The Cleansing Of The Christian
By J. Edwin Orr
There is a difference between forgiveness and cleansing. Hitherto, I had always regarded the promises of First John 1:9 that "He will forgive us our sins and cleanse us from all unrighteousness," as a double biblical way of describing the same blessing, but I have come to see that two different things are promised therein. The things that are forgiven are acts of sin, specific sins; the thing that is cleansed is the whole personality, cleansed from all unrighteousness.
Our youngest boy was told many years ago not to play in a tempting mud puddle. He disobeyed. To his dismay, he discovered that the muddy evidence of his disobedience was written all over his face, hands, knees, and clothes. Fearing a promised punishment, he stayed out late, until the twin forces of fear of the dark and miserable hunger drove him home. By this time, we were so relieved to see him that we forgave him promptly; but as soon as he was forgiven, his mother took him to the bathroom and stripped off his dirty clothes, washed his dirty face and hands and knees, thence into the tub for a complete bath, finally giving him a shampoo. So he went to bed, not only forgiven of his disobedience, but clean as a new pin.
A friend of mine left his car in the garage to be checked out for a speck of dirt in the carburetor. The mechanic discovered that not only was the carburetor dirty but that the car required new spark plugs, new distributor points, new radiator hose, new rear tires, and a wax job. So what began as a minor adjustment ended in a thorough overhaul.
I cannot forget the testimony of a young lady at Bethel College in Minnesota soon after the student body had been moved to seek forgiveness. "I want to thank God" she said simply, "for loving me enough to want to clean me up after all this mess I have been in." That has been typical of the many college revivals known to me. The misery of painful confession and reconciliation has always been followed by a period of cleansing so convincing to the students that the campus has been swept by infectious praise. The joy of the Lord was unmistakable.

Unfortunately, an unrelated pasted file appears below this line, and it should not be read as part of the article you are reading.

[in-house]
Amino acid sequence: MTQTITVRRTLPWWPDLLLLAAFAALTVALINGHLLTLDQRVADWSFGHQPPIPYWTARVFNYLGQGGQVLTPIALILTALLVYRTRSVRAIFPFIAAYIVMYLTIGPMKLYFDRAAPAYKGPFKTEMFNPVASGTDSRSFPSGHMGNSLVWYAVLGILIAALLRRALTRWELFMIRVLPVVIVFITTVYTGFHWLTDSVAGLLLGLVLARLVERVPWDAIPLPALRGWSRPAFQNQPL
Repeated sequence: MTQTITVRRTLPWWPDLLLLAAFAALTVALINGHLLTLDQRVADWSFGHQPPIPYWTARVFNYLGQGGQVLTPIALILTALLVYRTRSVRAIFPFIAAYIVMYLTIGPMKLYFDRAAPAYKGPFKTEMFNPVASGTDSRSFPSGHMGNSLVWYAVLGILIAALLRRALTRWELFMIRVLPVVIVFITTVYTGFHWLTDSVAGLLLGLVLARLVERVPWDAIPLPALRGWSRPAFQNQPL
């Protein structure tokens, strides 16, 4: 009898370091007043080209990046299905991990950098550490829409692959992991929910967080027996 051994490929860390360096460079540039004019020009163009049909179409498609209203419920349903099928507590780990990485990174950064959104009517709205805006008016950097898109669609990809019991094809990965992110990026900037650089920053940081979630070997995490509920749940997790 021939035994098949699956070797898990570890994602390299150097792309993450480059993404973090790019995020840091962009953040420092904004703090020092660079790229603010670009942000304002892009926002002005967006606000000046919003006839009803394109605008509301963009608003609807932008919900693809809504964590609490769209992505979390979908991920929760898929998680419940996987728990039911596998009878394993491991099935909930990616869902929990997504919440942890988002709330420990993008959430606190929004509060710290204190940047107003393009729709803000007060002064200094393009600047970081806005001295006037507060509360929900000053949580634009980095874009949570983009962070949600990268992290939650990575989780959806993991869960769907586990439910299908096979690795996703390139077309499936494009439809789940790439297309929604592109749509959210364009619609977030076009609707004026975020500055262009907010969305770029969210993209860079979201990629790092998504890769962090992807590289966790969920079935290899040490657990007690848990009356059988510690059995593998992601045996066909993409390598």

It is not enough to preach the Word until Christians are convicted, have confessed, and are forgiven. They must be urged to accept by faith the promise of a general cleansing of the whole personality which happily God performs once a humbling occurs regarding a specific sin. Such times of revival are remembered as much for their joy as for their cleansing.
In the Old Testament, there is a story which illustrates the difference between forgiveness and cleansing. Psalm 51 was written by David after he, a man of God, had sinned grievously. Nathan the prophet had told the king that he was the guilty one, and David readily admitted his guilt, saying, "I have sinned against the Lord!" Thereupon, Nathan assured David the Lord had put away his sin. His sin was forgiven.
Did David believe the promise of God in the assurance of Nathan? Did he still cry out for forgiveness of adultery and murder? Psalm 51 was written soon after the day that Nathan had rebuked David for his sin. In its heartfelt petitions, there is no request for forgiveness, but many for cleansing. David had caught a glimpse of the uncleanness of his inmost heart: hence his prayers were for the blotting out of his many transgressions, the washing thoroughly from all his iniquities, the cleansing from his sin. In his Psalm, he asked the Lord to purge him as with a broom, to wash him whiter than snow.
"Create in me a clean heart, O God; and renew a right spirit within me!" (Psa. 51:10). That was not a prayer for forgiveness, for David had been told that his sin had been forgiven when he repented and had confessed. It was a prayer for complete cleansing.
In the New Testament, the Christian is told that if he confesses his sins, God is faithful and just to forgive him his sins, and to cleanse him from all unrighteousness. No, this wording is not accidental. Many a time, a Christian has become deeply convicted of some particular sin, and has at last confessed it, seeking forgiveness; but with the forgiveness of the particular sin has come a realization for a need of cleansing from inward sin, cleansing from all unrighteousness. The cleansing covers a larger area than that of the original area of conviction.
During the striking revival at Nigaruawahia in the Waikato in New Zealand in 1936, I was moved to write the words of a prayer-hymn which was set to the tune of an old Maori folk song "Po Ata Rau" ("Now is the Hour"). The prayer-hymn was published that year and has since been going around the world. Its words reflect the biblical teachings:
Search me, O God, and know my heart today,
Try me, O Saviour, know my thoughts, I pray;
See if there be some wicked way in me,
Cleanse me from every sin and set me free.
I pray Thee, Lord, to cleanse me now from sin,
Fulfill Thy promise: make me pure within;
Fill me with fire where once I burned with shame,
Grant my desire to magnify Thy name.
Lord, take my life and make it all Thine own,
I want to spend it serving Thee alone;
Take all my will, my passion, self and pride,
I now surrender, Lord, in me abide.
O Holy Ghost, revival comes from Thee!
Send a revival, start the work in me!
Thy Word declares Thou wilt supply our need,
For blessing now, O Lord, I humbly plead.
– Taken from My All, His All by J. Edwin Orr. Edited by Richard Owen Roberts. Copyright 1989. Used by permission.